This Grounded Theory study explores how the use of social media influenced the dynamics of interaction in a free-choice religious education experience between a world religious leader and young adult learners. Results indicate that social media (a) enhanced proxy group interaction due to the increased visibility of leader-learner interactions to the entire group and the ability of learners to comment on, like, mention other learners, and share leader-learner interactions; (b) enabled active non-verbal interaction which allowed for social curation, peer validation, community reaction, and the non-verbal pushing of posts into the social media streams of those not participating in the event; (c) greatly enhanced dialogic interaction between learners and allowed for a safe hashtag-bound space for religious expression to occur online; and (d) enabled a theoretically infinite amount of learner-learner interactions on single comment nodes, referred to as multilogic interactions. Grounded Theory was also used to derive patterns from the data generated in this experience which were then abstracted and reconstituted into an explanatory and predictive theoretical framework referred to as Orbital Interaction Theory (OIT). OIT, as a design theory, predicts that three types or tiers of interaction will occur when three essential pedagogical design elements are used together—namely, a question and answer session with a highly respected and sought-after leader within a social media-bound context. Furthermore, I posit that three essential learner conditions are required for the success of OIT—namely, learner trust in the leader, a high degree of learner homogeneity, and high levels of civility. The preexistent nature of these learner conditions in religious education experiences makes them the most natural contexts for an OIT approach to be successful. It is precisely because of the challenge of achieving these three factors at comparable levels in non-religious free-choice learning contexts that makes the transferability of OIT into these contexts difficult. Finally, I posit that when the essential pedagogical design elements of OIT are combined with the essential learner conditions of OIT, the Optimum Conditions for Interaction (OCI) in OIT will be achieved with highly predictable results.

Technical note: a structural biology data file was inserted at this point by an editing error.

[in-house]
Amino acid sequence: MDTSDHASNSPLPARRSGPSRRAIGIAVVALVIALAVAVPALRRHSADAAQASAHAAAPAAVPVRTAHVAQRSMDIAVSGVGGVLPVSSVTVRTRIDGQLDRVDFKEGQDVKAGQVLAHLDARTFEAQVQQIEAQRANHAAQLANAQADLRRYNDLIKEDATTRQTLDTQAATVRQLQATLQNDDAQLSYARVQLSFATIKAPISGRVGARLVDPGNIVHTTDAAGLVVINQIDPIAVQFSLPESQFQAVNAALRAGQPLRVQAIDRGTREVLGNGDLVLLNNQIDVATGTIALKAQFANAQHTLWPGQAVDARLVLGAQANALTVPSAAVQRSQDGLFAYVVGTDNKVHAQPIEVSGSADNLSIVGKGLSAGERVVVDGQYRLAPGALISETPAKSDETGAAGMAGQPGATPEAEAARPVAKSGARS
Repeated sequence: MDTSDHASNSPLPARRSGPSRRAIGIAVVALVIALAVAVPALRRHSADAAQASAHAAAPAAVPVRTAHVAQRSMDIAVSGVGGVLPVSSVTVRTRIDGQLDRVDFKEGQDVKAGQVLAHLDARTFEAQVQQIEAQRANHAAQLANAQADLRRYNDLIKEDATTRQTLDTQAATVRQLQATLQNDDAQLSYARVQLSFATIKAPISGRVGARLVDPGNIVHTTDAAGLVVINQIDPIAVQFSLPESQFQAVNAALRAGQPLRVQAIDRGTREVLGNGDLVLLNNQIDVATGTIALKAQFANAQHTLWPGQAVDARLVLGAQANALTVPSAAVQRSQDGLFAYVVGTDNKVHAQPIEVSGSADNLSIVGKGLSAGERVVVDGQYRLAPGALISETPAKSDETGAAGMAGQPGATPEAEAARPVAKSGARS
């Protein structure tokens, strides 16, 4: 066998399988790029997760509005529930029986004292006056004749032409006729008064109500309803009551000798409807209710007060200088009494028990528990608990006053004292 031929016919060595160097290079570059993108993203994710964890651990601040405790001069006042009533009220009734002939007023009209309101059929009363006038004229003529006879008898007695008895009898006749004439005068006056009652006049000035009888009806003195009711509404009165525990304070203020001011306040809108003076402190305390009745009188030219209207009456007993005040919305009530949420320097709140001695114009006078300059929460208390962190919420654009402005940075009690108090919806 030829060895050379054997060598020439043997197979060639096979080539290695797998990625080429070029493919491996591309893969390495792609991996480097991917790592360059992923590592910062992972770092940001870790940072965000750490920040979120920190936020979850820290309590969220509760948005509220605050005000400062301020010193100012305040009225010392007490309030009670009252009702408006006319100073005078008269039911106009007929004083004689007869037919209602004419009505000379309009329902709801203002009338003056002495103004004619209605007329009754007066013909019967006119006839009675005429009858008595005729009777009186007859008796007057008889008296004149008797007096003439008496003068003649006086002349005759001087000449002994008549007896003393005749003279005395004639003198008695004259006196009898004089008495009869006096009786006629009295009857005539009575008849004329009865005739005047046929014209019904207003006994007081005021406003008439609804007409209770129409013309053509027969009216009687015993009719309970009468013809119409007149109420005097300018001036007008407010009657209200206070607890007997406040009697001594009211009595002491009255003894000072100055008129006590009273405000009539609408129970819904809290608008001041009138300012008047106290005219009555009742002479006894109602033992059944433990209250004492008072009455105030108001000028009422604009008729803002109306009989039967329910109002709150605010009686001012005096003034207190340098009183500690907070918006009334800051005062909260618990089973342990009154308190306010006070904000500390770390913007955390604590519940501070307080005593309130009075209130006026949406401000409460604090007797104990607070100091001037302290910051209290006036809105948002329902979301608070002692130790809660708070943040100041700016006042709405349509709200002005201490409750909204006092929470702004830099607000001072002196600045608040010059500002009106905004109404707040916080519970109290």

College and Department

David O. McKay School of Education; Instructional Psychology and Technology



Date Submitted


Document Type





social media, interaction, free-choice learning, informal learning, religious education